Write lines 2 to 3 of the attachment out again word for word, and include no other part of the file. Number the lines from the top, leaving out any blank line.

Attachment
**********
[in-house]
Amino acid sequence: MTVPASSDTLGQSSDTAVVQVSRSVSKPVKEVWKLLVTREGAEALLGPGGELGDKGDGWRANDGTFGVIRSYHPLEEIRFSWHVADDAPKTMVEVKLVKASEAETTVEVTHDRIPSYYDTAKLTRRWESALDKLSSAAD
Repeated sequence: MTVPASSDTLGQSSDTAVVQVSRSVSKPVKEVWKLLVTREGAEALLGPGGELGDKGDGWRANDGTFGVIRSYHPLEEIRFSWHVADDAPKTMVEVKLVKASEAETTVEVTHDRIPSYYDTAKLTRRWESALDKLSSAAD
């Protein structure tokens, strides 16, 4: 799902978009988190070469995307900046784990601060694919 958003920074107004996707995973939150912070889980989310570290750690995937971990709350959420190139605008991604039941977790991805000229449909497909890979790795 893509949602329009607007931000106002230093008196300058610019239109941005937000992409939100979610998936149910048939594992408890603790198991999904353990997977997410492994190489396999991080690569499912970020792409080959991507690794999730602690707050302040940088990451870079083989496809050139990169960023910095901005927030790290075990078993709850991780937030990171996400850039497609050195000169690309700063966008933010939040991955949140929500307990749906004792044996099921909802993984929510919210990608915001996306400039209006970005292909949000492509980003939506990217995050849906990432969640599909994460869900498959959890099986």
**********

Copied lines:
Amino acid sequence: MTVPASSDTLGQSSDTAVVQVSRSVSKPVKEVWKLLVTREGAEALLGPGGELGDKGDGWRANDGTFGVIRSYHPLEEIRFSWHVADDAPKTMVEVKLVKASEAETTVEVTHDRIPSYYDTAKLTRRWESALDKLSSAAD
Repeated sequence: MTVPASSDTLGQSSDTAVVQVSRSVSKPVKEVWKLLVTREGAEALLGPGGELGDKGDGWRANDGTFGVIRSYHPLEEIRFSWHVADDAPKTMVEVKLVKASEAETTVEVTHDRIPSYYDTAKLTRRWESALDKLSSAAD